A gracious friend told me to pack up all four of my dogs and come to her house. It’s a tiny house. 2 bedrooms with a connecting bathroom. Her college-aged son was in his room doing virtual school (he’s in the theatre arts program at DePaul, and he’s going to be a huge talent someday). She gave us her bedroom, and we squeezed the dog crates and dog beds into it. (She had a trundle bed in her office, sewing room).  Initially, I’d resisted her offer. Surely, I thought, we would have normal rolling outages.

I’m glad I changed my mind.

As I was packing with numb fingers (our closet is beyond the master bathroom and shares a wall with the garage, so it was even colder in there), there was a loud KA-CHONK sound from somewhere inside the bathroom walls. We’d been dripping the taps – all of them – but apparently it wasn’t enough. When Fuzzy went upstairs to check that bathroom, he found that the tub and one sink were no longer dripping, and the toilet wouldn’t flush.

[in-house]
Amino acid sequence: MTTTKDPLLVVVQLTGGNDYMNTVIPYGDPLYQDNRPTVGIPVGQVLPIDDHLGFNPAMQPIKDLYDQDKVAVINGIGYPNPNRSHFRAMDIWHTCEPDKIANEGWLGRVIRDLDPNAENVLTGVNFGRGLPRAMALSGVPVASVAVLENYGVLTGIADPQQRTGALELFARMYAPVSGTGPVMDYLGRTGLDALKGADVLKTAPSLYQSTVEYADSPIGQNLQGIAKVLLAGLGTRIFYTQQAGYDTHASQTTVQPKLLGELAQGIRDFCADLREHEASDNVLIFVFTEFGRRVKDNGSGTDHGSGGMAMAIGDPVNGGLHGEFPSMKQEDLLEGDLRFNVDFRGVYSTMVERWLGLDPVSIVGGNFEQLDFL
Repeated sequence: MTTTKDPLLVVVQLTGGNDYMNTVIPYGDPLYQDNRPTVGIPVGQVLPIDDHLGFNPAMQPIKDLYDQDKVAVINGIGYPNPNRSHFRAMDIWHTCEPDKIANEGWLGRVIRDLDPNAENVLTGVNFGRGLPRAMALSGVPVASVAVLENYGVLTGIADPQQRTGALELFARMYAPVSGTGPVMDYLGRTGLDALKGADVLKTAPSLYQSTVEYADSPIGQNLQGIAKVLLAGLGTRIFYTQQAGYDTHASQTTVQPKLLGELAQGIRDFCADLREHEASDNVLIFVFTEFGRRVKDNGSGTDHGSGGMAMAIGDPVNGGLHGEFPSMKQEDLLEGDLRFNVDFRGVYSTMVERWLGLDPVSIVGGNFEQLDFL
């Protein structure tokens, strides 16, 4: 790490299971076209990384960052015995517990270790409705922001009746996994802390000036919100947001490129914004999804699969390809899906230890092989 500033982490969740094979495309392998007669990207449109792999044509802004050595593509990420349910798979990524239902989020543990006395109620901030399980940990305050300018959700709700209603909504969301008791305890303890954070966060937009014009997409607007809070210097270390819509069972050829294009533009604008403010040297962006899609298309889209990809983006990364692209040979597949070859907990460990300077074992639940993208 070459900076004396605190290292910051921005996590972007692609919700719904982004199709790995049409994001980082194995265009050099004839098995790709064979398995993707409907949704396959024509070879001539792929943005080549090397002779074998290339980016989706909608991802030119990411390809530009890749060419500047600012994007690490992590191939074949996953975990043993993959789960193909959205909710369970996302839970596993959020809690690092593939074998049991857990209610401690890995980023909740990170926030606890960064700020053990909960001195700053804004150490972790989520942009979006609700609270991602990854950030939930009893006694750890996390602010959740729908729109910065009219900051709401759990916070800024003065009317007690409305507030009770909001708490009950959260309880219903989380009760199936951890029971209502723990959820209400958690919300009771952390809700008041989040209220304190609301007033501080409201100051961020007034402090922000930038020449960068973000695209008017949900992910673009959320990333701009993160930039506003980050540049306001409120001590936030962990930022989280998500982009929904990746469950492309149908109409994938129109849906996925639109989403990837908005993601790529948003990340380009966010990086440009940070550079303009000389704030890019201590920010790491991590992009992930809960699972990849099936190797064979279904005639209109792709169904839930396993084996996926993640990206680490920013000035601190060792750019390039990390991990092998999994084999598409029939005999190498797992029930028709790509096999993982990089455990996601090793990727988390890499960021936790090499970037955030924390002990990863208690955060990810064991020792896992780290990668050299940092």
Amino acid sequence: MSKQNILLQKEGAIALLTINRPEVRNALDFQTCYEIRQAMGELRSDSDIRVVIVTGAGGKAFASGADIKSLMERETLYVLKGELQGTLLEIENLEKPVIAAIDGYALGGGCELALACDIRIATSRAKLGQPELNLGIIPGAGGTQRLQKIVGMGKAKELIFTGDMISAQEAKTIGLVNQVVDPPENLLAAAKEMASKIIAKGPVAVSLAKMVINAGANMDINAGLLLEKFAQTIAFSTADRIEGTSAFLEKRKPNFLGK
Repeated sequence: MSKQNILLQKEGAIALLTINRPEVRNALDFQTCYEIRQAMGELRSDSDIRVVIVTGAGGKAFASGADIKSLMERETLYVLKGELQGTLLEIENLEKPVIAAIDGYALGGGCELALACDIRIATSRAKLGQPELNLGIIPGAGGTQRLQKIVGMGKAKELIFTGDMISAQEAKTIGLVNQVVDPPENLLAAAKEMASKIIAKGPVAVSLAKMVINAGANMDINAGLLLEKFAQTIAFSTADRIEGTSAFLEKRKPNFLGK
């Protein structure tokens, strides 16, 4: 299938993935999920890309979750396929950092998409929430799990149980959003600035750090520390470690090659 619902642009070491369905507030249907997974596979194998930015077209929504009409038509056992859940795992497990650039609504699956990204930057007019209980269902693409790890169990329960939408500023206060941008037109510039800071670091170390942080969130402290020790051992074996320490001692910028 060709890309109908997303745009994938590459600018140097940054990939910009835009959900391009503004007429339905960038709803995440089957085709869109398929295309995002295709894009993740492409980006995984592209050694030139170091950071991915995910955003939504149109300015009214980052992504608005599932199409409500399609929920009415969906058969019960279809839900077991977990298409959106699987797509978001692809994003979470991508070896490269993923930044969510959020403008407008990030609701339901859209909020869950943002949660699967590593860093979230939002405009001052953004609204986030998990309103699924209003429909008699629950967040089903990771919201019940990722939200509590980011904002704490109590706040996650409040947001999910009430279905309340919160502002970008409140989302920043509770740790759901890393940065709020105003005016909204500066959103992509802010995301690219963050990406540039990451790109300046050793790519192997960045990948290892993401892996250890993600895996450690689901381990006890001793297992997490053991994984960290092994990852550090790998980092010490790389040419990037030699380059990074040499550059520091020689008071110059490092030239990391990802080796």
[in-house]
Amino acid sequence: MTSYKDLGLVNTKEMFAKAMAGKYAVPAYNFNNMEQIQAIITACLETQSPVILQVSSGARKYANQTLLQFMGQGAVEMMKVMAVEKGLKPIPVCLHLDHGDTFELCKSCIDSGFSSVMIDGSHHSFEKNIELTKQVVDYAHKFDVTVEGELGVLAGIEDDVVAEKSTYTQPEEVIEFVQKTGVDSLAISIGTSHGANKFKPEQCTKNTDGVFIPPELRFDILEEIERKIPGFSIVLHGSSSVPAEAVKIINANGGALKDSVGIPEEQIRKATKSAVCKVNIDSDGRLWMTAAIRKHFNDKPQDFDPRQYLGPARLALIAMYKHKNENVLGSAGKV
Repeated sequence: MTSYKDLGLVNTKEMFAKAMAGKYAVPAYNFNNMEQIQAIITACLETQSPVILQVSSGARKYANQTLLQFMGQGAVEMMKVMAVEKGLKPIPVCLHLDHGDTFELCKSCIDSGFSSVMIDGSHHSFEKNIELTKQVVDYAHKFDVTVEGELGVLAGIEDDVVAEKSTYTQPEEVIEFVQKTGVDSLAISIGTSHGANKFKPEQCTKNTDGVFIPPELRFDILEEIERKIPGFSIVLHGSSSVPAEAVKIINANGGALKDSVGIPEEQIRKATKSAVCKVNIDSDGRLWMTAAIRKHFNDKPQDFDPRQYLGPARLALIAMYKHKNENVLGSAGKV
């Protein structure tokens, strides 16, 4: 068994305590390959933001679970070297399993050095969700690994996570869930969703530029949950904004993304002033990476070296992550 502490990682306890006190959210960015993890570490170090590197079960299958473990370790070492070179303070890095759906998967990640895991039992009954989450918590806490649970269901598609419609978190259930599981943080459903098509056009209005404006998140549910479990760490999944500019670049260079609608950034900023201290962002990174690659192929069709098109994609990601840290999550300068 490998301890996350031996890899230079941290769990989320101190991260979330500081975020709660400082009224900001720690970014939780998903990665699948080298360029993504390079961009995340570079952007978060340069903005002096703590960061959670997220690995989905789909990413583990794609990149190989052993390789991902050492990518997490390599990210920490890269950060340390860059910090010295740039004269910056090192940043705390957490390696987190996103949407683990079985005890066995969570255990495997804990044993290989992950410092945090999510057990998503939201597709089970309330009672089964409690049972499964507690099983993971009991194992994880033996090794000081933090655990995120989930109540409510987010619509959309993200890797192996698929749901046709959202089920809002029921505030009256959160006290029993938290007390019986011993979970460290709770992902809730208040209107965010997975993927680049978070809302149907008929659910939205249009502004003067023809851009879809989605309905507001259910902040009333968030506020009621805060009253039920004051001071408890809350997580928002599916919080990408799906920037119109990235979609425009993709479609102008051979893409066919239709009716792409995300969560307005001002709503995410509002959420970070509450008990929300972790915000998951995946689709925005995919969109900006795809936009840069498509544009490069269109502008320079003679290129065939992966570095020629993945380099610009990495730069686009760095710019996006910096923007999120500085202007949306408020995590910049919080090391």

We packed the car for the first trip across town on icy, unplowed (because Dallas doesn’t own plows) streets. I stayed at my friend’s house and drank hot tea until I felt warm, while Fuzzy made more trips.

When he got back to the house the first time, he found water pouring into our master bathroom (on the first floor) from the tub pipes in the bathroom upstairs. The fire department came and shut off the water at the main, and I called in a claim to our insurance company.

It was Thursday evening before a plumber could come and fix the pipes and at that point the power had just come back on. We were lucky – there are people in my city STILL waiting for plumbers a week and a half later.

We got even luckier: the plumber’s wife is a general contractor. Normally, we’d be getting bids and vetting people. We don’t have that ability right now.